The overseas mission work of the CMS began in Sierra Leone in 1804 but spread rapidly to India, Canada, New Zealand and the area around the Mediterranean. Its main areas of work in Africa have been in Sierra Leone, Nigeria, Kenya, Tanzania, Uganda, Rwanda and Sudan; in Asia, the CMS involvement has principally been in India, Pakistan, Sri Lanka, China and Japan; and in the Middle East, it has worked in Palestine, Jordan, Iran and Egypt. It has also worked extensively in New Zealand (1809-1914) and Canada (1822-1930), with smaller missions in Abyssinia (1830-1842), Asia Minor (Smyrna) (1830-1877), Greece (1830-1875), Madagascar (1863-1874), Malta (1815-1843), Mauritius (1856-1929), Seychelles (1871-1894), South Africa (1840-1843), Turkey (1819-1821), Turkish Arabia (Baghdad 1883-1919 and Mosul 1900-1919), and the West Indies (1819-1861). All overseas mission work was administered by the Committee of Correspondence up to 1880. In 1880, the system of mission administration was revised and the mission field was divided into three geographical areas under three Group Sub-Committees: from 1935 the missions were administered by the Africa and Asia Committees.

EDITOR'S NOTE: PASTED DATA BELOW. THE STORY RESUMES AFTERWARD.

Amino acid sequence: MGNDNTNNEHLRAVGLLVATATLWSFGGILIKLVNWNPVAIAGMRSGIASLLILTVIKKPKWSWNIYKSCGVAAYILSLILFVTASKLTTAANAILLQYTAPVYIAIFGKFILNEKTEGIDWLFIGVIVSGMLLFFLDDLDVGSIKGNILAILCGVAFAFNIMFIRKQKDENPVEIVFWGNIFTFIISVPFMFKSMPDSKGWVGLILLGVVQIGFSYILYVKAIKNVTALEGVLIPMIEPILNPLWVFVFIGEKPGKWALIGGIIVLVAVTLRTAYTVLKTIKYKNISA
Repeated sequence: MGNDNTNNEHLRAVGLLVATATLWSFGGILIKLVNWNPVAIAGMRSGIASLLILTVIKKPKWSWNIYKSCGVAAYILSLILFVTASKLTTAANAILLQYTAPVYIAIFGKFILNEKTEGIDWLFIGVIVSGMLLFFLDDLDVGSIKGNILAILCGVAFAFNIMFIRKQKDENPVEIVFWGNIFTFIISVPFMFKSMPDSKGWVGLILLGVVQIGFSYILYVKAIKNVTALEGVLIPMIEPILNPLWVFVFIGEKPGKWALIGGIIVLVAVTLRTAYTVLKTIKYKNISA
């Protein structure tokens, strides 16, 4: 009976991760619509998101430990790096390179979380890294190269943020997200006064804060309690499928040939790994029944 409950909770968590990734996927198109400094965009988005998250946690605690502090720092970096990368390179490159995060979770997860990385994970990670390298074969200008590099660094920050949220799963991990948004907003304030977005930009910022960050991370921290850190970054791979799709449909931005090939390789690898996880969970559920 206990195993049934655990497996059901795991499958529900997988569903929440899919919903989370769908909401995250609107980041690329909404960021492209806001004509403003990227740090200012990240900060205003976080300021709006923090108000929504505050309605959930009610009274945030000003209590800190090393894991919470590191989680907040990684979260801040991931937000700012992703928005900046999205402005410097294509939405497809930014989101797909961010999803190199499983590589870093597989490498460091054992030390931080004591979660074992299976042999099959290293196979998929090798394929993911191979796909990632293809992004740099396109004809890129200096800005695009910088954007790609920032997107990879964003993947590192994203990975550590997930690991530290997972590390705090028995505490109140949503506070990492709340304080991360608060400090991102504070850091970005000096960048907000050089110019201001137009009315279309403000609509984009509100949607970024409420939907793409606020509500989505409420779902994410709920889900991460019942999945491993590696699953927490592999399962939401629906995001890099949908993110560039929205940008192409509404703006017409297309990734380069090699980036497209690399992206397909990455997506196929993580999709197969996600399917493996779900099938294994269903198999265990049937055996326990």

References:
Henry S. Cobb, 'The archives of the Church Missionary Society', Archives, vol 2, no 14 (1955).
Rosemary Keen, 'The Church Missionary Society Archives: or thirty years work in the basement', Catholic Archives, 1 (1981).
Church Missionary Society Archive, General guide and introduction to the archive: a guide to the microfilm collection (Adam Matthew Publications, 1998).

Custodial history: Following a long-term contract made between CMS and the University of Birmingham for the gradual transfer on permanent loan of the Church Missionary Society Archive, the first transfer from CMS headquarters in London took place in 1979-1980. This deposit comprised the Africa Overseas Missions records for the period up to 1934. The second phase of transfer took place in 1986. This comprised the East Asia and West Asia Overseas Missions records for the same period, up to 1934. The next major transfer of records from CMS headquarters was completed by 1993 and this included the records of the Overseas Missions for the period 1935-1949, records of the Finance, Medical and Candidates Departments; together with related archives including the surviving records of the Female Education Society and the Church of England Zenana Missionary Society as well as the privately deposited archive collection known as the Church Missionary Society Unofficial Papers. An additional deposit of material for 1950-59 was received in 2000.